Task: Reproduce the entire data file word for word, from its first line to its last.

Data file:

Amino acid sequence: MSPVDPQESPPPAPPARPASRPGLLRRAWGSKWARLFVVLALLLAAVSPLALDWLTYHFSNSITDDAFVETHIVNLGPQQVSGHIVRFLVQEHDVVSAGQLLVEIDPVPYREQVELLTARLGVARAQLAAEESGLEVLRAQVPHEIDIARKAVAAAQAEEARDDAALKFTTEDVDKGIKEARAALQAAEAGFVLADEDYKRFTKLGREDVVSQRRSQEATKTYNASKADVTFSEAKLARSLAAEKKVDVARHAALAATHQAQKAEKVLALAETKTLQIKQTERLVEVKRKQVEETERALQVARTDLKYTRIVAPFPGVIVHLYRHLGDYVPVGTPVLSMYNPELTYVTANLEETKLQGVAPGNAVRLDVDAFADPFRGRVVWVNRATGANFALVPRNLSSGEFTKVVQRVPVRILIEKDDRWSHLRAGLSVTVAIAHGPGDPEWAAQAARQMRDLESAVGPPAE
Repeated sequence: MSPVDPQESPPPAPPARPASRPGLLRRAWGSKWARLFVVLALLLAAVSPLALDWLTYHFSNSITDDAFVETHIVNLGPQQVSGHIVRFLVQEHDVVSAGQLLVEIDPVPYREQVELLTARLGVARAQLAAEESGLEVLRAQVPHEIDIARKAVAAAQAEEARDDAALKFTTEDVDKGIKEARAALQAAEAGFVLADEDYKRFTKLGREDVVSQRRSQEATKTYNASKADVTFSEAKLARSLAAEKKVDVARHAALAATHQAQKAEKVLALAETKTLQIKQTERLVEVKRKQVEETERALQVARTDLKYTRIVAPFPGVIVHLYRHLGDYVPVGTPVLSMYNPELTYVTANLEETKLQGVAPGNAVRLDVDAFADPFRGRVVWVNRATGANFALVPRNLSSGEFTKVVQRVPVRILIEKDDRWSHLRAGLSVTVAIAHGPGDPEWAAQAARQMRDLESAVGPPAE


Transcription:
Amino acid sequence: MSPVDPQESPPPAPPARPASRPGLLRRAWGSKWARLFVVLALLLAAVSPLALDWLTYHFSNSITDDAFVETHIVNLGPQQVSGHIVRFLVQEHDVVSAGQLLVEIDPVPYREQVELLTARLGVARAQLAAEESGLEVLRAQVPHEIDIARKAVAAAQAEEARDDAALKFTTEDVDKGIKEARAALQAAEAGFVLADEDYKRFTKLGREDVVSQRRSQEATKTYNASKADVTFSEAKLARSLAAEKKVDVARHAALAATHQAQKAEKVLALAETKTLQIKQTERLVEVKRKQVEETERALQVARTDLKYTRIVAPFPGVIVHLYRHLGDYVPVGTPVLSMYNPELTYVTANLEETKLQGVAPGNAVRLDVDAFADPFRGRVVWVNRATGANFALVPRNLSSGEFTKVVQRVPVRILIEKDDRWSHLRAGLSVTVAIAHGPGDPEWAAQAARQMRDLESAVGPPAE
Repeated sequence: MSPVDPQESPPPAPPARPASRPGLLRRAWGSKWARLFVVLALLLAAVSPLALDWLTYHFSNSITDDAFVETHIVNLGPQQVSGHIVRFLVQEHDVVSAGQLLVEIDPVPYREQVELLTARLGVARAQLAAEESGLEVLRAQVPHEIDIARKAVAAAQAEEARDDAALKFTTEDVDKGIKEARAALQAAEAGFVLADEDYKRFTKLGREDVVSQRRSQEATKTYNASKADVTFSEAKLARSLAAEKKVDVARHAALAATHQAQKAEKVLALAETKTLQIKQTERLVEVKRKQVEETERALQVARTDLKYTRIVAPFPGVIVHLYRHLGDYVPVGTPVLSMYNPELTYVTANLEETKLQGVAPGNAVRLDVDAFADPFRGRVVWVNRATGANFALVPRNLSSGEFTKVVQRVPVRILIEKDDRWSHLRAGLSVTVAIAHGPGDPEWAAQAARQMRDLESAVGPPAE